Capping: What's your action plan when capping occurs?
Let’s start with the things we must know to evaluate the root cause(s) of capping.
What is capping? When the top (cap) of the tablet splits or fractures from the body of the tablet. Capping is caused by non-compressible fines particles that migrate when the air is pushed out during compression. The fines collect at the junction of the upper cup edge and the tablet band.
- Tooling root causes:
- Upper punch cup edges curl inward…called J-hooking.
- Is the cup polished to a nice finish?
- Die wear rings…also known as compression rings.
- Punch working length must be accurate, not more than .002” variation within the set.
- A tapered die will help the air escape and improve ejection.
- Make certain all die are installed in the same direction
- Are the head flats uniform within the set? A large head flat provides more dwell and a longer compression cycle than that of a head flat that is small.
- Press setup:
- Punch penetration should be set as high as possible without losing powders from the die. Typically 2.5mm-3mm punch entrance works best.
- Overload: make certain the overload settings are set to the maximum force of the tooling.
- Pre-compression should be set very lightly at first
- Press speed should be within pre-established ranges.
- Weight control:
- Weight variation nets hardness variation. Low weights mean lower compression forces which mean the tablet will be softer. As weights increase so does the hardness. When capping occurs weight variation can be the cause of capping whether there is too much force or not enough force. In other words if a tablet caps when the tablet weight is lower (this means compression force is lower) the ability to hold the powders together fails. When weights are high it is very possible to use too much force which can fracture; breaking the bond along the band and the upper cap.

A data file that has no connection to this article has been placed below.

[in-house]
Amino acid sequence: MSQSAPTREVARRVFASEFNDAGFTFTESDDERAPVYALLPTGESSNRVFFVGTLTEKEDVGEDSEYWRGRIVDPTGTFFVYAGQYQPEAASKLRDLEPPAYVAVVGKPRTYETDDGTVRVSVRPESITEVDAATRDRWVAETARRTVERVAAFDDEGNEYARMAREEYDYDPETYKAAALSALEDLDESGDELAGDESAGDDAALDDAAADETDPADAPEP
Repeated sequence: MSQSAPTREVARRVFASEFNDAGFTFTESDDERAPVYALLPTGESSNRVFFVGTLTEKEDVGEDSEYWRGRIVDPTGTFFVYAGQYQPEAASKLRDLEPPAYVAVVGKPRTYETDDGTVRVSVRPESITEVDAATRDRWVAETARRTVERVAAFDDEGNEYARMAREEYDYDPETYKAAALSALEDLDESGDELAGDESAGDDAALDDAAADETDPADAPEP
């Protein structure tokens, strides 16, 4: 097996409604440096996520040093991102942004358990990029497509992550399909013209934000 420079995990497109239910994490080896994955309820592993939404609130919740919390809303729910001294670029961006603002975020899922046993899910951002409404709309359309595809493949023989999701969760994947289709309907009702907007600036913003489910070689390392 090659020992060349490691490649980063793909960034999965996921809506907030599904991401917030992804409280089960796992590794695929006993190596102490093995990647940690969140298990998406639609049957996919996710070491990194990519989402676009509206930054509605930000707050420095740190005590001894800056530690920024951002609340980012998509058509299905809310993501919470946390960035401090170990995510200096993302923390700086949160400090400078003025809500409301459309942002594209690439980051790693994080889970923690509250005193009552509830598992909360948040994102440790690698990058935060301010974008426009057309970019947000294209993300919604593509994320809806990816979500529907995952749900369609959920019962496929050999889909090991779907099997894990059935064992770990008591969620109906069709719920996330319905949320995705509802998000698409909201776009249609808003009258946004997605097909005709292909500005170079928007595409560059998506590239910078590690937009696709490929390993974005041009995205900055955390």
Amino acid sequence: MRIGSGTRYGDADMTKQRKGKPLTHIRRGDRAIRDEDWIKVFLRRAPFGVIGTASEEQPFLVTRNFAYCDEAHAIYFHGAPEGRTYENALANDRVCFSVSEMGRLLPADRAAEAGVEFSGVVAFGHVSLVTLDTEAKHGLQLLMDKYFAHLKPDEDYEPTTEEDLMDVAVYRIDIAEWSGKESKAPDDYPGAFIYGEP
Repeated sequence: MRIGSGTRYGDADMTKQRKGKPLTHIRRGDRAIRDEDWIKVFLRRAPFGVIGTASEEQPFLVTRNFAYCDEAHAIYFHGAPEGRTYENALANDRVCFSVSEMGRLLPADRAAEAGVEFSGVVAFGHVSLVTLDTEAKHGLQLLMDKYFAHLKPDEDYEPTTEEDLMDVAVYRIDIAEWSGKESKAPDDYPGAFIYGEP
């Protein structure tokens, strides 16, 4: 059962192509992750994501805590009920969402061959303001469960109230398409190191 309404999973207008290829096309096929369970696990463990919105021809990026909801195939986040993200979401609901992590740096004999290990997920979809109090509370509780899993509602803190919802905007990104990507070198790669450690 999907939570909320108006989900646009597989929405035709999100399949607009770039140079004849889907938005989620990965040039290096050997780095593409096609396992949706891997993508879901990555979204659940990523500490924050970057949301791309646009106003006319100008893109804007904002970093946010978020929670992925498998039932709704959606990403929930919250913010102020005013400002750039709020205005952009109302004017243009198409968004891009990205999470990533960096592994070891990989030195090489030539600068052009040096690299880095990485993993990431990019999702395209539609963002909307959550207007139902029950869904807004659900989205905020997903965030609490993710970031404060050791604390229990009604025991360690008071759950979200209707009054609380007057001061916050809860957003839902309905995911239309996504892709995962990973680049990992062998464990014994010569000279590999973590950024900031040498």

- Powders characteristics:
- Moisture continent
- Particle size distribution. Small particle have lower compressibility
- Blend uniformity; a poor blend can be the root cause for capping.
OK, so you have capping: where do you begin?
- You need to have confidence the punches and dies are in good shape, polished and they have passed inspection. If the Dies are tapered you want to verify what the taper is…is it on both sides, and is it the same on both sides. If you don’t know the answers to these questions don’t tear the press down (yet). Let’s see what we can and should do next.
- The place we always start when solving defects: “Weight”. Always minimize weigh fluctuations. Any variation in weight can and will affect capping.
- Slow the press down just to see if the capping will improve. If it does this means that the slower speed provides ample dwell and air release time. This means we can make adjustments to punch penetration, and pre-compression which should allow us to increase the press speed. If slowing the speed down did not improve the capping, then the powders may need to be looked at; it probably isn’t the press. I understand that no one wants to say it’s the powder because they think formulation changes may lead to regulatory issues, and it is possible, but not always true.
- Compression force: some granulations need a lot of dwell time and small change can mean the difference between success and failure. A robust formula is what is needed to perform at high speeds otherwise they are very temperamental, meaning any slight change in particle size, and moisture content could mean failure. Start by making a soft tablet with low force, and then make small adjustments to increase hardness. This assures that over-pressing is not the issue.
- Pre-compression force: It is best to start off making a soft tablet with very little pre-compression force. The objective is to start to form a tablet without pushing the small particles outward toward the upper cap.